The silent screams of women and girls

Farsi weblogs reveal a reality far different from the official image projected by the Iranian government.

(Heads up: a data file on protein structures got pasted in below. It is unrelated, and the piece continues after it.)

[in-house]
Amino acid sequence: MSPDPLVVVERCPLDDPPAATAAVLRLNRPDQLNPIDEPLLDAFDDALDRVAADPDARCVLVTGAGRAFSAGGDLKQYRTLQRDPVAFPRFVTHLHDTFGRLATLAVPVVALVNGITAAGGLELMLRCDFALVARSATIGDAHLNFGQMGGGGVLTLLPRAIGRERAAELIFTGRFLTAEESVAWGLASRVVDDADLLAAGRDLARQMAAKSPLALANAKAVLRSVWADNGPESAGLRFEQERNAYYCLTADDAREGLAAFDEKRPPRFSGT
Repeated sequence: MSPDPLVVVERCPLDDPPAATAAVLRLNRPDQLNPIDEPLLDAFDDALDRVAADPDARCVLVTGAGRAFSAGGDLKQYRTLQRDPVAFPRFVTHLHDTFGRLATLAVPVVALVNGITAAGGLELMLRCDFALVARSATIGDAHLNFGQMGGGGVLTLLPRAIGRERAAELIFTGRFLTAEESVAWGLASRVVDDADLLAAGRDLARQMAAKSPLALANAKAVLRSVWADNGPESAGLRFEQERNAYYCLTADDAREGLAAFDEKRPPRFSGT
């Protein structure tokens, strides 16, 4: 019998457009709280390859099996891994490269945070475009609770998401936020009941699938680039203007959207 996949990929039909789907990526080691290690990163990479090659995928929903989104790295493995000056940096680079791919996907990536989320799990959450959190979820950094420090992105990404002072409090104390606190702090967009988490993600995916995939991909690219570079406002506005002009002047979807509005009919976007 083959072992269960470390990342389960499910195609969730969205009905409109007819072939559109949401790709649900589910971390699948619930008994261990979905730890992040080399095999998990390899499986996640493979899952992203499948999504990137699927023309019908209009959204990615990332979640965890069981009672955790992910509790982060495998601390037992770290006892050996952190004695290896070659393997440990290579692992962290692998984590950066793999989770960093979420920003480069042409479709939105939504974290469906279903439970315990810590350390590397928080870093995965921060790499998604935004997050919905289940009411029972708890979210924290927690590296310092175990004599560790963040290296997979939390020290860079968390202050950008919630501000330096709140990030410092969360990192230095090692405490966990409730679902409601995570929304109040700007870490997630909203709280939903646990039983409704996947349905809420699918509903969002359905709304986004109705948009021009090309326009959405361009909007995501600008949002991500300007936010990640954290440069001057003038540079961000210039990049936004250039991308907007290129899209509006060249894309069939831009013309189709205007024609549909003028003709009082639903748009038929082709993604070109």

Lately, I have developed a new hobby: I spend hours at my computer, poring over page after page of Farsi weblogs. I have been pleasantly surprised to discover that just about every intellectual, activist and women's rights advocate in Iran, including lawyers and journalists, keeps extensive weblogs, filled with useful information, opinions and social commentary - the kind of information that is woefully absent from official publications in Iran; the kind of information that the Islamic regime has masterfully, at times forcibly, eliminated from public view for almost three decades. Within this newfound treasure trove, I have traveled to the depths of human suffering. I have witnessed the tears of mothers, the loneliness of daughters, and the hopelessness of fathers and brothers. I have felt the crushing weight of their silence. And in my mind, I have painted portraits of the authors who have so generously opened their hearts, minds and computers to the outside world and to those of us who share with them a common heritage, yet enjoy uncommon freedoms. I have been surprised to read detailed accounts of torture, executions, beatings and prisoner abuse. I have become all too familiar with the pain of the families whose daughters are sentenced to death for acts they never committed, or acts that are the natural right of every human to commit. I have learned that by replacing a once progressive legal system with Sharia doctrine, the Islamic regime has systematically oppressed, marginalized and dehumanized one half of its own citizens. Under this draconian system, Iranian women have lost their inheritance rights, as well as custodial rights to their own children. They are required to secure the express approval of their husbands or male guardians to obtain passports and to travel. Under Sharia law, a woman's testimony in court is, at best, worth half the testimony of her male counterpart. Even more astonishing, Iran's new Islamic-guided government has established a system of legalized prostitution, through the practice of "sigheh" or "temporary marriages," by which a mullah arranges a "legal union" between a man and a girl (some as young as nine years old) for a fee. The so-called marriage can last anywhere from one hour to 99 years. Under this system, men are free to enter into as many temporary marriages as they so desire, without having any legal obligation or responsibility toward the women and children that they "marry" only to use as sexual objects and slaves. Not surprisingly, this legalized system of slavery and oppression has led to a growing sex-trafficking industry that is partially operated by government officials and mullahs themselves. The girls who are forced into this system of sexual and economic slavery are typically transported to various countries in the Persian Gulf and are sold to individuals as well as to established brothels. The budding industry of sexual trafficking of Iranian girls has led to growing concerns about the spread of AIDS/HIV and other sexually-transmitted diseases throughout the region. TEMPORARY marriages are not the only method of institutionalized oppression of women and girls by the Islamic regime. Atefeh Rajabi was hanged in the city of Neka in the early hours of August 15, 2004. Her crime was officially declared to be "adultery," even though she had never married and was only 16 when the very judge who had condemned her to death served the added role of executioner by personally placing the noose around Atefeh's tiny neck and ordering her body to be raised. Unofficially, however, Atefeh's crime was defiance - defiance of the unnatural and unreasonable rules that were forced upon her by the Islamic government; defiance of her status as something less than human; defiance of the inequality, poverty and misogyny that have infested Iran in the past 27 years; and defiance of the binds designed to break the human spirit and destroy the essence of childhood. To the very end, Atefeh maintained her defiance. Witnesses speak of an unusual sense of calmness in her beautiful blue eyes to the last minute. They recount the child's insolent last words, which were: "At the very least, you could have given me a glass of water. Animals are slaughtered more humanely than this." Atefeh is not the only girl to be sentenced to death by the Islamic regime, nor the only child. Despite being a signatory to international treaties that expressly prohibit the heinous practice of child execution, Iran had the dubious honor of being the only country to execute children in 2005. In 2006, it shared this odious status with Pakistan - the only other country to have executed a child last year. According to Amnesty International, Iran executed at least eight child offenders in 2005. It carried out its first child execution of 2006 on May 13 with the hanging of an unnamed 17-year-old boy along with an unnamed 20-year-old man. The two were hanged because they had allegedly engaged in homosexual acts. Iran shows little sign of curbing its use of the death penalty on child offenders, just as it shows little respect for the rights of children and women as a whole. Delara Darabi, another Iranian teenage girl on death row, has spent the past two and a half years in prison for a crime she never committed. After murdering a woman related to Delara, Delara's 19-year-old boyfriend persuaded her to admit responsibility for the crime to protect him from execution. Apparently, both teenagers believed that because Delara was under the age of 18 she could not be sentenced to death. This belief proved to be devastatingly false. With complete disregard for its obligations under the International Convention on Civil and Political Rights and the Convention on the Rights of the Child, and despite overwhelming evidence of Delara's innocence, a court in the city of Rasht found the teenager guilty of murder based on her initial claim of responsibility and sentenced her to death by hanging. The Islamic regime displayed even greater disregard for its promises to the international community, as well as to the rights of its own children, when its highest court upheld Delara's death sentence. In prison, Delara has proven to be a remarkably poised and strong young girl with an amazing talent for painting and drawing. She has used her gift to compile a diary of her pain as a child prisoner on death row. She has produced an impressive collection of paintings that speak of the horrors of torture, of beatings, of hopelessness, loneliness, and the loss of a child's innocence. They are haunting images of injustice and brutality. They are the stories of the innocent women and children of Iran, shackled by the injustices of a brutal regime. They are a teenager's diary of crimes against humanity committed by her government. RECENTLY, WE have witnessed a few rays of hope amongst the darkness that has befallen the citizens of Iran. By using the Internet to communicate with human rights lawyers, activists, and journalists inside Iran, we have been able to organize an international network of lawyers and journalists who have selflessly and bravely dedicated themselves to saving the lives of innocent Iranians. Through protests, demonstrations, publication of reports of atrocities committed by the Iranian regime and Internet-based petitions in various languages, we have generated substantial international attention towards the unjust treatment of women and girls, particularly those who have been condemned to death by stoning. The result of this international collaboration has been nothing less than astonishing! In the past few months, we have been successful in securing stays of execution for Malak Ghorbany, Ashraf Kalhori, Kobra Rahmanpour and other innocent women. After spending seven years in prison for a crime that she had never committed, Hajieh Esmailvand was recently released from jail after all charges of adultery were dismissed in her case. Parisa Akbari, a woman who was forced into prostitution by her husband, was also released from prison after the charges of adultery, for which she had been sentenced to death by stoning, were also dismissed. We are hopeful that our efforts will be successful in obtaining similar results for other prisoners, whose only crime is to have been born female in a society that not only devalues their existence, but takes extreme measures to take away their most basic rights as humans. In this context, we have initiated the One Million Signatures campaign, designed to change laws that specifically discriminate against women and girls. We have also organized the Stop Stoning Forever campaign and signature drive, calling for the permanent removal of stoning laws from the Iranian legal system. By joining forces, we can make a difference. We owe that to the daughters of Cyrus the Great. The silent screams of women and girls existing under horrors of the Islamic regime must be acknowledged by each and every one of us. We must express our outrage, voice our anger, and show our support to those who can not speak for themselves. Anything less would be less than human, less than American, and most certainly, less than Persian. Lily Mazahery is a Persian-American attorney, and the founder and president of the Washington, D.C.-based Legal Rights Institute. The above is based on a recent talk she gave.